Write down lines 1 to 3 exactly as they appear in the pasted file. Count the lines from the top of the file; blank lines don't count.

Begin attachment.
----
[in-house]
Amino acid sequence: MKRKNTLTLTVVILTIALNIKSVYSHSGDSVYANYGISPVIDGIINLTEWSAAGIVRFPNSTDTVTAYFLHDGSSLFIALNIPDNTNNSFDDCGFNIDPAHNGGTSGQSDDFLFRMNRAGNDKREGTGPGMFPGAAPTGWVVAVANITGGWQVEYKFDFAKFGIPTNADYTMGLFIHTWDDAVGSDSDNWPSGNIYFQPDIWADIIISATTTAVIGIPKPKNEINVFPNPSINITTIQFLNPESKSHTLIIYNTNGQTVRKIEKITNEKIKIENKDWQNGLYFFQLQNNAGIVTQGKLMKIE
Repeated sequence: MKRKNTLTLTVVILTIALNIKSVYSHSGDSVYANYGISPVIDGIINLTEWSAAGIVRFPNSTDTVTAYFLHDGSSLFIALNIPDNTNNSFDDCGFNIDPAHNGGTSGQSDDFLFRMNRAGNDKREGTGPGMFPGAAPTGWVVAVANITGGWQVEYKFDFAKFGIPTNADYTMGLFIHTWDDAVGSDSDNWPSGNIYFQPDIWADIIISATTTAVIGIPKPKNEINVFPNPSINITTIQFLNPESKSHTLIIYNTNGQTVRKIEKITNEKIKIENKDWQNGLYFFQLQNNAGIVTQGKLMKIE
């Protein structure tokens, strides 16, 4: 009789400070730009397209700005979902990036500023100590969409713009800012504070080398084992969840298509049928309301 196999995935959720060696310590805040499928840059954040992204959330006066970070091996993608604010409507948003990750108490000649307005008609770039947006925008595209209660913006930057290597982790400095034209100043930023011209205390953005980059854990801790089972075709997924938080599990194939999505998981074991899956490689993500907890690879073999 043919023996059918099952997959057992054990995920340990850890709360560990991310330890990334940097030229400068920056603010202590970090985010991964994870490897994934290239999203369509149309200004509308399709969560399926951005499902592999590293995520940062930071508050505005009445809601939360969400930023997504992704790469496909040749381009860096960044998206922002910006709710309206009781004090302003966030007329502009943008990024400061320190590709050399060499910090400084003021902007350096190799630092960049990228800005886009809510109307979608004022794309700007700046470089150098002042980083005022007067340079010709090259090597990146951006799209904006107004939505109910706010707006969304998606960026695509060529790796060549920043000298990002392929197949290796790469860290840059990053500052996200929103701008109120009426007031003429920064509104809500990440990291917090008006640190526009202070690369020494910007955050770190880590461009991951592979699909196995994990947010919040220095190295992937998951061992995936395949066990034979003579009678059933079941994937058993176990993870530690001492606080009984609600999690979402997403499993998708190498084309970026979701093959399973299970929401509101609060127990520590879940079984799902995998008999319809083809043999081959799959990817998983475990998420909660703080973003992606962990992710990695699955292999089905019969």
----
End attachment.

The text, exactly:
[in-house]
Amino acid sequence: MKRKNTLTLTVVILTIALNIKSVYSHSGDSVYANYGISPVIDGIINLTEWSAAGIVRFPNSTDTVTAYFLHDGSSLFIALNIPDNTNNSFDDCGFNIDPAHNGGTSGQSDDFLFRMNRAGNDKREGTGPGMFPGAAPTGWVVAVANITGGWQVEYKFDFAKFGIPTNADYTMGLFIHTWDDAVGSDSDNWPSGNIYFQPDIWADIIISATTTAVIGIPKPKNEINVFPNPSINITTIQFLNPESKSHTLIIYNTNGQTVRKIEKITNEKIKIENKDWQNGLYFFQLQNNAGIVTQGKLMKIE
Repeated sequence: MKRKNTLTLTVVILTIALNIKSVYSHSGDSVYANYGISPVIDGIINLTEWSAAGIVRFPNSTDTVTAYFLHDGSSLFIALNIPDNTNNSFDDCGFNIDPAHNGGTSGQSDDFLFRMNRAGNDKREGTGPGMFPGAAPTGWVVAVANITGGWQVEYKFDFAKFGIPTNADYTMGLFIHTWDDAVGSDSDNWPSGNIYFQPDIWADIIISATTTAVIGIPKPKNEINVFPNPSINITTIQFLNPESKSHTLIIYNTNGQTVRKIEKITNEKIKIENKDWQNGLYFFQLQNNAGIVTQGKLMKIE